Children who are prenatally exposed to paracetamol are more likely to develop symptoms of autism spectrum conditions (ASC) and attention deficit hyperactivity disorder (ADHD), results published in the European Journal of Epidemiology (28 May 2021) have suggested.
In a collaborative study of six European population-based birth/child cohorts, including a UK cohort, comprising 73,881 mother–child pairs, pre- and postnatal paracetamol exposure was assessed through maternal questionnaires or interviews.
The researchers found that children who were prenatally exposed to paracetamol were 19% and 21% more likely to subsequently have borderline or clinical ASC (odds ratio [OR] = 1.19, 95% confidence interval [CI] 1.07–1.33), and ADHD symptoms (OR 1.21, 95% CI 1.07–1.36), respectively, compared with non-exposed children. The odds were similar for boys and girls, although the associations were found to be slightly stronger among boys.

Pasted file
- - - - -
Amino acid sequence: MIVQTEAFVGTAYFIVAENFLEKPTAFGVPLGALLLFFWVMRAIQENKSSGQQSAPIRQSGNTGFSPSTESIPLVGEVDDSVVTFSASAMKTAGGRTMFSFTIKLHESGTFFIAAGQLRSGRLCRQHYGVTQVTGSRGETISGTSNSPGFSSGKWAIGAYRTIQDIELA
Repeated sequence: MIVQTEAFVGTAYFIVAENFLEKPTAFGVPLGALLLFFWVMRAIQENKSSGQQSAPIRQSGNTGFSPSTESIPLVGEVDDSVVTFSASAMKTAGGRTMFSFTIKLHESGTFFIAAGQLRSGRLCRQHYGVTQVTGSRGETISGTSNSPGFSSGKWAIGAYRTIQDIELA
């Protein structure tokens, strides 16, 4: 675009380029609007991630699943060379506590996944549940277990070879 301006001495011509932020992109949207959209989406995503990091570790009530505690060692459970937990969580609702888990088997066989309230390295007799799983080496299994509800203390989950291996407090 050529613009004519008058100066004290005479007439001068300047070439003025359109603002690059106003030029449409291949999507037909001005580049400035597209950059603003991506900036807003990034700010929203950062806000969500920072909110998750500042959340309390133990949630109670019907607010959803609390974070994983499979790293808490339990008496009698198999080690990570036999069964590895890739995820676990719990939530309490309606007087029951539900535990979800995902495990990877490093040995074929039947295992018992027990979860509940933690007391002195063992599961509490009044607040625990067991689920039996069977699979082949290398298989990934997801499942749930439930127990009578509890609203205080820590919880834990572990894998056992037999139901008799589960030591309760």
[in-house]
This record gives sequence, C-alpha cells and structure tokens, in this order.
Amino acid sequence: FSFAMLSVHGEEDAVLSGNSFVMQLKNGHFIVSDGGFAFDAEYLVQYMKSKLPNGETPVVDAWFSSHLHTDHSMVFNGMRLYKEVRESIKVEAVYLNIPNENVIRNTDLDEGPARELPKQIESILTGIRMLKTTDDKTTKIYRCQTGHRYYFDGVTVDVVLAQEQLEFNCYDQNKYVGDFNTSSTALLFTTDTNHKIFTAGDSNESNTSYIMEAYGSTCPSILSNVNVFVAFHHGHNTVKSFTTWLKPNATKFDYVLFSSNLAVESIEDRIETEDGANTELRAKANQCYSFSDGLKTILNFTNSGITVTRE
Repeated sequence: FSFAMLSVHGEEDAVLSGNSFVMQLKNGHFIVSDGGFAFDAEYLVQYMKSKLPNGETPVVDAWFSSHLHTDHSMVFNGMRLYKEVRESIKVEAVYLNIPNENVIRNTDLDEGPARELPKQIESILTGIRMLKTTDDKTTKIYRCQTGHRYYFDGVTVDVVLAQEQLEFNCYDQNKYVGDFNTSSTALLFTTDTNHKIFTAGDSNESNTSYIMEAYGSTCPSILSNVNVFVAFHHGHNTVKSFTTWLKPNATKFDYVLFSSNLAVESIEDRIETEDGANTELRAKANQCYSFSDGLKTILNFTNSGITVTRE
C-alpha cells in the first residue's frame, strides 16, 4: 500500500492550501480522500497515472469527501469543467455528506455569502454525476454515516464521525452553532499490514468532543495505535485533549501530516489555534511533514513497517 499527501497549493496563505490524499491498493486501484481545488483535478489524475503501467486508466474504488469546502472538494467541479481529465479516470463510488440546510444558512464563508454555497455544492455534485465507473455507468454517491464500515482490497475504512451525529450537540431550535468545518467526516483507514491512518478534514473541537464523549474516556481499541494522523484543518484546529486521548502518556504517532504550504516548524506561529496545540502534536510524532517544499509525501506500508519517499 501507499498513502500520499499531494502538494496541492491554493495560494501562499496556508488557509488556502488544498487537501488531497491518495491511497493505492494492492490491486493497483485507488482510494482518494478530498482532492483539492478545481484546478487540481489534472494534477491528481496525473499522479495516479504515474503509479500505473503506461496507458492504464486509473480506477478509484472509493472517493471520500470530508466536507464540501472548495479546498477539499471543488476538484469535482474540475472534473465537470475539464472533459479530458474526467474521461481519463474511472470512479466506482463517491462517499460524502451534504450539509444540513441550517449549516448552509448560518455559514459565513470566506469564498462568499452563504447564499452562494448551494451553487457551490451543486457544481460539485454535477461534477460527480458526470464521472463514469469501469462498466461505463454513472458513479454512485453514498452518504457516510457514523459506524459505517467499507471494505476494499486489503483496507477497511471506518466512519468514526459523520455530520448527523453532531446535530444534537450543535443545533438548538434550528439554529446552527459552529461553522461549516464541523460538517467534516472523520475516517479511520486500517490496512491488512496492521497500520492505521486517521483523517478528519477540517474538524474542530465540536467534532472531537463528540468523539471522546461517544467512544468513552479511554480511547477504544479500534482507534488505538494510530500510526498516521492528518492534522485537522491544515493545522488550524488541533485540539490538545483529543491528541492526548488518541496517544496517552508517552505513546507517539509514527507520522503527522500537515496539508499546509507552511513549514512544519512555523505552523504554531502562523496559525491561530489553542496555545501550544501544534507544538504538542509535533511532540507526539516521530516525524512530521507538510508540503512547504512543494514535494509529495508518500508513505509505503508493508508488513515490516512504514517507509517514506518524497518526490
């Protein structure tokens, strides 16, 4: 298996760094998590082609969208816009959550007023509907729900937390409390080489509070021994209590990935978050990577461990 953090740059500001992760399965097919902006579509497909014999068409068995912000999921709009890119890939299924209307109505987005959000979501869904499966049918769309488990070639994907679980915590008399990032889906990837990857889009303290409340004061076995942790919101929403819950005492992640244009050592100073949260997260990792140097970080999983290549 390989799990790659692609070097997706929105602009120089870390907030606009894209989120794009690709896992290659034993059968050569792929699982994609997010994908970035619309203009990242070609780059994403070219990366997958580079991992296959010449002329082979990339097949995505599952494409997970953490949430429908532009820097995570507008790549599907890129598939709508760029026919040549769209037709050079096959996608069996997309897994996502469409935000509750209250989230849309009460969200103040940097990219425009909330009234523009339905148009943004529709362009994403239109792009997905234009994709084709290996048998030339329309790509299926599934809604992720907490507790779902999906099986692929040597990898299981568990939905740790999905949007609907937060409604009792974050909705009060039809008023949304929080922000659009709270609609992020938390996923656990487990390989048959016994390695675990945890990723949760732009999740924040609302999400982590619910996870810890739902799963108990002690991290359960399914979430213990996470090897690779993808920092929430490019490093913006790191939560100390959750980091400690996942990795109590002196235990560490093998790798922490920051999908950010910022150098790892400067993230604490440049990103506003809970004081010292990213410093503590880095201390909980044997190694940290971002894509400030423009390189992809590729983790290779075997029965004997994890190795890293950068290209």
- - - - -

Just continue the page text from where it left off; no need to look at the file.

In contrast, postnatal exposure to paracetamol was not associated with ASC or ADHD symptoms.
According to the study, paracetamol is used by 46–56% of pregnant women in developed countries. While it is considered the safest analgesic for pregnant women and children, there has been “mounting evidence” linking prenatal exposure to worse cognitive performance, behavioural problems, ASC and ADHD.
“Our results support previous findings and address part of the weaknesses of previous meta-analyses,” the authors concluded.
“Considering all evidences on [paracetamol] use and neurodevelopment, we agree with previous recommendations indicating that while [paracetamol] should not be suppressed in pregnant women or children, it should be used only when necessary.”
- 1Alemany S, Avella-García C, Liew Z, et al. Prenatal and postnatal exposure to acetaminophen in relation to autism spectrum and attention-deficit and hyperactivity symptoms in childhood: Meta-analysis in six European population-based cohorts. Eur J Epidemiol Published Online First: 28 May 2021. doi:10.1007/s10654-021-00754-4